Vienna, Austria, Apr 13, 2012 (CNA) -
An Italian politician and papal consultant has defended Viennese Cardinal Christoph Schönborn's choice to reinstate an Austrian parish council member living in a homosexual partnership.
“I defend the cardinal’s decision and I say that it seems to me that it is an intelligent pastoral reading of the Church's position toward homosexuals and homosexuality,” wrote Professor Rocco Buttiglione, a member of the Pontifical Academy for Social Sciences, in the Italian daily Il Foglio.
“If the cardinal would say that homosexuality is not a serious moral disorder, he would be mistaken. But he doesn’t say that,” Buttiglione noted in the April 6 column. “According to the Catholic doctrine, homosexuality is a serious moral disorder … I don’t think Cardinal Schönborn denies this truth.”
“He just says that the homosexual is a faithful sinner, one who struggles for the faith and who needs support, with friendly and discrete dialogue, in this fight. He can’t be admitted to the sacraments, but he needs to be invited to participate in the religious functions and in the parish life.”
While the Church must maintain its teaching on homosexuality, Buttiglione stressed that the doctrine must not “be accompanied by an attitude of human closure or hostility towards homosexuals. This, I think, it is the lesson that we have these days from Vienna.”
Buttiglione, a personal friend of Blessed John Paul II, has been an outspoken proponent of Catholic teachings on sexuality. His comments came in response to Cardinal Schönborn's choice to uphold the election of Florian Stangl – a 26 year old man who lives in a registered same-sex partnership – to a parish council position.
Stangl's election to the position was initially overruled by parish priest Father Gerhard Swierzek. But after a meeting with the man and his partner over the weekend of March 31, Cardinal Schönborn decided to uphold the 26-year-old's membership on the parish council.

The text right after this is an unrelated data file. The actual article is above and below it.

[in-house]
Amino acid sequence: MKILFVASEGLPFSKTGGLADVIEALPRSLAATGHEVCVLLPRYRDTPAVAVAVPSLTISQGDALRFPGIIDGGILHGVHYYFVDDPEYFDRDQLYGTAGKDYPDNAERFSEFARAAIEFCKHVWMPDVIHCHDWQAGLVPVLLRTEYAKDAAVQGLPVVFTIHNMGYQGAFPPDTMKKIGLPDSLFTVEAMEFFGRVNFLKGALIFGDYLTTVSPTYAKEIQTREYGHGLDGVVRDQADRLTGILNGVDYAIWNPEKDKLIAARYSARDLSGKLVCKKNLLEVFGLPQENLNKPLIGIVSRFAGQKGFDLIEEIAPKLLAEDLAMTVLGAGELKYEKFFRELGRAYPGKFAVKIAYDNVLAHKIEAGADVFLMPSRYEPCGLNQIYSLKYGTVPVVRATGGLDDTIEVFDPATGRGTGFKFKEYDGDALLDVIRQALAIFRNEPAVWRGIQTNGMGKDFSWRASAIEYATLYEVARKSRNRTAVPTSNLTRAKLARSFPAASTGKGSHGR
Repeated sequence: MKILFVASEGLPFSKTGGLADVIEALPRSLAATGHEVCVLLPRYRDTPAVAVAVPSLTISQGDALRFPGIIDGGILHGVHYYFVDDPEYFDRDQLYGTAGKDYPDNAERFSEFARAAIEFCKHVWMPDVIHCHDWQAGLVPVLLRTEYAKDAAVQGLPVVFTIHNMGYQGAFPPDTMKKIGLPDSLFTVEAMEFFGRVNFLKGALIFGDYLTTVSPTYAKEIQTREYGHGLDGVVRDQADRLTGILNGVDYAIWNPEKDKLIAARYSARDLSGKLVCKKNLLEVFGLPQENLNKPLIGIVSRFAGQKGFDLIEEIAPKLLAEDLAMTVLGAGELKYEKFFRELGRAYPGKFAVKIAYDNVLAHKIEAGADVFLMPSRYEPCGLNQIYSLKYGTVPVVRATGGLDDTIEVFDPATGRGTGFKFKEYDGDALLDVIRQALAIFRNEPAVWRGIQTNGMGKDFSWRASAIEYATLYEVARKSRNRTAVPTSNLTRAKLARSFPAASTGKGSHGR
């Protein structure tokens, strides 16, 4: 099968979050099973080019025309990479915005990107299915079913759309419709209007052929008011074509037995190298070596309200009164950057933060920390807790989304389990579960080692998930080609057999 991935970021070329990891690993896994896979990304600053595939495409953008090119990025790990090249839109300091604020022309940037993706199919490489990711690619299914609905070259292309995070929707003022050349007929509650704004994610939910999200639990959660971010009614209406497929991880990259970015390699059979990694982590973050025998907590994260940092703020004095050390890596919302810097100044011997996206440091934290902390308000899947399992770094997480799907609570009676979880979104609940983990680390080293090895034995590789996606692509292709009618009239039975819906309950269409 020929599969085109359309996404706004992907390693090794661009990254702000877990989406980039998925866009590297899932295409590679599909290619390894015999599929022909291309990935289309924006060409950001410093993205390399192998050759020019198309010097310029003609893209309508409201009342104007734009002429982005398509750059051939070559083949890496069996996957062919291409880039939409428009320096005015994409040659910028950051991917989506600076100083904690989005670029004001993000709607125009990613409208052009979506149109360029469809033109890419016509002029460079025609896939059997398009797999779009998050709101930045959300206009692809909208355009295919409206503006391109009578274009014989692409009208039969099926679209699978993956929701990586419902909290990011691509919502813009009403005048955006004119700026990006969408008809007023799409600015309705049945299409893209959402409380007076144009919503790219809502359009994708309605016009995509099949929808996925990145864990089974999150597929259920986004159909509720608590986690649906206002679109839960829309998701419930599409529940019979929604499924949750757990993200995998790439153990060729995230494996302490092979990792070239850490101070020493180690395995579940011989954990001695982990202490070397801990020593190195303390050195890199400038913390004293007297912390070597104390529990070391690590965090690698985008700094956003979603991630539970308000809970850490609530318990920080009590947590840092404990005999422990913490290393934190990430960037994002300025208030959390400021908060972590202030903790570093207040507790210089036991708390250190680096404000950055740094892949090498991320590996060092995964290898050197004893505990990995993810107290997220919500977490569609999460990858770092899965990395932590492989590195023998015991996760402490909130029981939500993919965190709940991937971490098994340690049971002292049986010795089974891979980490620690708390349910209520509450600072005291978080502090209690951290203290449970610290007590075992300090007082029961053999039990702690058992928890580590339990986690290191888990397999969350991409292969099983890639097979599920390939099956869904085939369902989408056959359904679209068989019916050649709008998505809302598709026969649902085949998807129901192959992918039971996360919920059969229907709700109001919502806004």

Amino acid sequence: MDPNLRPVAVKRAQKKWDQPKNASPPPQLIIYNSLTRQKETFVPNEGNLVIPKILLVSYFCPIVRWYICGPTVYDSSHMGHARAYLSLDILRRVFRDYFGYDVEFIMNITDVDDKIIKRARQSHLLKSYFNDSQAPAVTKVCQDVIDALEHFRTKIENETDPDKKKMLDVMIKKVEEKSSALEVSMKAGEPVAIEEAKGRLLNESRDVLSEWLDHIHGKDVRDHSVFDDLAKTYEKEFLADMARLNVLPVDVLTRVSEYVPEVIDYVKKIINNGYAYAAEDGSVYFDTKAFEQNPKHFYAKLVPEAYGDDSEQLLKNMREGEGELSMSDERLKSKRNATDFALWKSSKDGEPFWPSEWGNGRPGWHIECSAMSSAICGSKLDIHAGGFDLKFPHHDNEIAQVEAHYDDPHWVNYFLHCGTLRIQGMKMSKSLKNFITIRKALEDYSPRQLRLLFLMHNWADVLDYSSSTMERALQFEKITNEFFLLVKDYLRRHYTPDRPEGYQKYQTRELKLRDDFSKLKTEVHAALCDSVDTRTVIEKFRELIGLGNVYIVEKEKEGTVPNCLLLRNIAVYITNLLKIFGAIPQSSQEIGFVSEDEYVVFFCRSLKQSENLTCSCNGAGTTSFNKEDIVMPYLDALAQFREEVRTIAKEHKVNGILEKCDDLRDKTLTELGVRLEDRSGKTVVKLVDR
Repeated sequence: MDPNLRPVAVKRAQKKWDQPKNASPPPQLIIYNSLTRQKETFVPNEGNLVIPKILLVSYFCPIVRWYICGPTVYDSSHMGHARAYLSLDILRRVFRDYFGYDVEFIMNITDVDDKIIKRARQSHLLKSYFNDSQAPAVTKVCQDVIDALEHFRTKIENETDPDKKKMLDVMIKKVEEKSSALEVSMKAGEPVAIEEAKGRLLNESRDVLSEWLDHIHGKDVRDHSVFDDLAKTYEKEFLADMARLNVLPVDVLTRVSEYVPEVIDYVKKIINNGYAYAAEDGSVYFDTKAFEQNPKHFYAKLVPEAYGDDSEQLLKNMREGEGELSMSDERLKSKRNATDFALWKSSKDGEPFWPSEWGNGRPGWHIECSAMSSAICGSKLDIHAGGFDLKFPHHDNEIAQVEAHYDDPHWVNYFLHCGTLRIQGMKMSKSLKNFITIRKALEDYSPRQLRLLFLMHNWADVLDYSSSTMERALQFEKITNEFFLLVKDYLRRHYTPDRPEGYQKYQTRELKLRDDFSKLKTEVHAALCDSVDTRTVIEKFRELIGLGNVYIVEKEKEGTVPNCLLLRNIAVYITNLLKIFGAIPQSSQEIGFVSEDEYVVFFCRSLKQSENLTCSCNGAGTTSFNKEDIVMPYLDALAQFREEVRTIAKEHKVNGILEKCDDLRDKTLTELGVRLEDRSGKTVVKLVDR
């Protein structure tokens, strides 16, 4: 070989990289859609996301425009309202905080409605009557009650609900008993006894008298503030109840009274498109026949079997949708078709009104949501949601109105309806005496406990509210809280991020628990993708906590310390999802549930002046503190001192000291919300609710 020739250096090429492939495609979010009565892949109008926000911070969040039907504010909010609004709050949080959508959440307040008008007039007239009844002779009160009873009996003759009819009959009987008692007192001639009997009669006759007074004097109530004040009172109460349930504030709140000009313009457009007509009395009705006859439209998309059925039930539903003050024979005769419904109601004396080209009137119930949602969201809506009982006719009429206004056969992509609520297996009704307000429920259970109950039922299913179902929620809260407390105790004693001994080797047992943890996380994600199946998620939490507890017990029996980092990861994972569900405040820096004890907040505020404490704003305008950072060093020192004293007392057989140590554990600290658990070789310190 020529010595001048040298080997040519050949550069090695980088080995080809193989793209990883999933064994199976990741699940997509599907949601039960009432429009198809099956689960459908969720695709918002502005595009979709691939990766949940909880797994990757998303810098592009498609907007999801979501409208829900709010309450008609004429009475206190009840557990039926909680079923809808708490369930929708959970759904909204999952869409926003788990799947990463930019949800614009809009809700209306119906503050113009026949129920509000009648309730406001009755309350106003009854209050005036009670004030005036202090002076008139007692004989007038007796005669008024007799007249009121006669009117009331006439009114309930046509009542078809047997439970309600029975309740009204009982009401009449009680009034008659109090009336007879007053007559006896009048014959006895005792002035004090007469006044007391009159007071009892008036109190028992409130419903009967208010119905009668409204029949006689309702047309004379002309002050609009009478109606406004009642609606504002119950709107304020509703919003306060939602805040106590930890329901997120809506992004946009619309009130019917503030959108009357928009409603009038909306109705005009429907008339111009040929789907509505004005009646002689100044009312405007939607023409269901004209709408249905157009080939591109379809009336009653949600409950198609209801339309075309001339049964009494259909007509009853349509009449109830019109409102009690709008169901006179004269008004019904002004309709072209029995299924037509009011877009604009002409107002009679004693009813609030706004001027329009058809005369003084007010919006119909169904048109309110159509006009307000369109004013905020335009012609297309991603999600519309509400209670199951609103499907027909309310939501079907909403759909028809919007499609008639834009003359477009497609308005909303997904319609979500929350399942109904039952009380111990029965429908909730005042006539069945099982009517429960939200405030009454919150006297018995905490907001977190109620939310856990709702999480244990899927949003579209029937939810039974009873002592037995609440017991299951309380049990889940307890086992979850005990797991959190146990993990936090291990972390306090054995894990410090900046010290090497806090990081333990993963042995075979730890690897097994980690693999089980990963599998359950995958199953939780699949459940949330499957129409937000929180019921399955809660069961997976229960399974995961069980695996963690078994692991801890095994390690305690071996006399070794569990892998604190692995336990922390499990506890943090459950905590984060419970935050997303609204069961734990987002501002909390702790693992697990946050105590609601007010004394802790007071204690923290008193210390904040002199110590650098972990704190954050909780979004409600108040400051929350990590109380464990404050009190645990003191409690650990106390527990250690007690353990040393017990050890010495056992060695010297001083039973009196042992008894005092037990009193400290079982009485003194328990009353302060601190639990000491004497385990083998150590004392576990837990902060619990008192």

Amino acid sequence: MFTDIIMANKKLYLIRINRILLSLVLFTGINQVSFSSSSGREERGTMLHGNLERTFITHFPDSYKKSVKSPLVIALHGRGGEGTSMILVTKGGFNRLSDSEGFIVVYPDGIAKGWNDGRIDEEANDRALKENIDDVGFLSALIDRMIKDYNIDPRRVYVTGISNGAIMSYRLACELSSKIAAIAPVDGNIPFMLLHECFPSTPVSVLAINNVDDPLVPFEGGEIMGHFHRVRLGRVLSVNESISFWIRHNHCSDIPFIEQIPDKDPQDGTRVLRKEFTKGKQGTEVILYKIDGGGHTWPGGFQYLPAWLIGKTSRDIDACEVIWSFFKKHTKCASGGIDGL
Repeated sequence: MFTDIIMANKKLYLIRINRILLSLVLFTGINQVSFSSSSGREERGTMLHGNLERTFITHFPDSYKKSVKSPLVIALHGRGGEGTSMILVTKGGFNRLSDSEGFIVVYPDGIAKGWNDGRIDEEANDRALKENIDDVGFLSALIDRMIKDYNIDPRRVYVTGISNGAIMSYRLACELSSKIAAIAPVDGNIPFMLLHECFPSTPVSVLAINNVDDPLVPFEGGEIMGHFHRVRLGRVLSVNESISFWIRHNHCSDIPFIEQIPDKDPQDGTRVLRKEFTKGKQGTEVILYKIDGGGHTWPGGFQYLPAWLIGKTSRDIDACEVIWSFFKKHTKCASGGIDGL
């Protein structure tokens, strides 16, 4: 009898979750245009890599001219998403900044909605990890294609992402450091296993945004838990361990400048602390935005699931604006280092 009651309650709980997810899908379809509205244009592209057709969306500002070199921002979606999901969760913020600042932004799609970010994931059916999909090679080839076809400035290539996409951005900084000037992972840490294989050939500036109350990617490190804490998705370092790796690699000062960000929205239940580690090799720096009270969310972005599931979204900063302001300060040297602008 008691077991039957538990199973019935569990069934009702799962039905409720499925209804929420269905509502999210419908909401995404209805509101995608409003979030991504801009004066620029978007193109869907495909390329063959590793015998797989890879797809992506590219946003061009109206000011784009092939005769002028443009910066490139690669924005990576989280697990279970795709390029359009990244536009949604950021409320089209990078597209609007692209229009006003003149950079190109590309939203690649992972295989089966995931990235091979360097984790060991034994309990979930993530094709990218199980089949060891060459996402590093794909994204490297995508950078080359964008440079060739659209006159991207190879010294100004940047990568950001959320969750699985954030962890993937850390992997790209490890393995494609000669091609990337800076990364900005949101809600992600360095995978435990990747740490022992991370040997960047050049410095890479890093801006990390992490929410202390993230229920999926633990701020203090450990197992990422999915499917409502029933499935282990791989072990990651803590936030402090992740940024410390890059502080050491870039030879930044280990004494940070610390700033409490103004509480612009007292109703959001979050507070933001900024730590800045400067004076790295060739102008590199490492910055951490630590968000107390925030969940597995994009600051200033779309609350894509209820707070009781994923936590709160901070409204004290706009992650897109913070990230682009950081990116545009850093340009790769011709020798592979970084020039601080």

The Austrian Independent reported on April 10 that Fr. Swierzek was seeking a new pastoral assignment. A spokesman for Cardinal Schönborn told the Independent that the cardinal was traveling and would not be commenting further on the situation until his return to Austria.
In his April 2 Chrism Mass homily, however, the cardinal spoke about the pastoral challenge of lifestyles at odds with Church teaching, including “increasingly, people living in same-sex partnerships.”
During the homily, Cardinal Schönborn noted that the Church's teachings on sexuality are part of “the Creator's master plan,” in which “sexual union only corresponds to the order of creation when it is embedded in a marriage between a man and a woman.”
But he acknowledged that many people “don't live according to the master plan” – possibly because “it was not presented or taught to them as a genuine possibility,” or because they “honestly believed that they were simply unable to follow God’s master plan.”
The cardinal urged priests to rededicate themselves to communicating the Church's vision of sexuality, through an approach that is “neither rigorist nor lax, but in which the law is completed by love.”
“In order to understand and live the Creator’s ‘master plan,’ it’s important to recall the norm again and again—but it’s not enough,” he observed.
“There is only one way to do this, a way that Jesus’ disciples had the chance to learn: by coming to know Jesus better, by growing into his friendship. Only a lived friendship with Jesus can foster in us an inner understanding of the heart for the Creator’s master plan.”
A priest seeking to be a “good shepherd,” he said, “holds fast to both these things: to the conviction that God’s master plan is right … and to the loving, patient path along which Jesus draws us into his friendship.”
Hartford, Conn., Apr 13, 2012 (CNA) -
The Connecticut legislature’s passage of a bill to abolish the death penalty is “a wonderful step in the right direction,” says Michael C. Culhane, director of the state's Catholic conference.
“The Catholic Church supports the sanctity of life from conception until natural death,” he told CNA April 12. “The life, even of one who has committed a heinous crime, should not be taken.
The legislature voted on April 11 to end the death sentence for any future convictions. Eleven men presently remain on death row.
“I’m pleased the House passed the bill, and when it gets to my desk I will sign it,” Connecticut Gov. Dannel P. Malloy said April 11. “Going forward, we will have a system that allows us to put these people away for life, in living conditions none of us would want to experience. Let’s throw away the key and have them spend the rest of their natural lives in jail.”
Connecticut has had only one execution in over 50 years. That execution took place in 2005, when serial killer Michael Ross volunteered for lethal injection.
The proposed legislation drew advocates from both sides of the debate, including murder victims’ families.
One of the supporters of the death penalty was Dr. William J. Petit Jr. He was the only survivor of a home invasion in 2007 when two burglars on parole killed his wife and two daughters.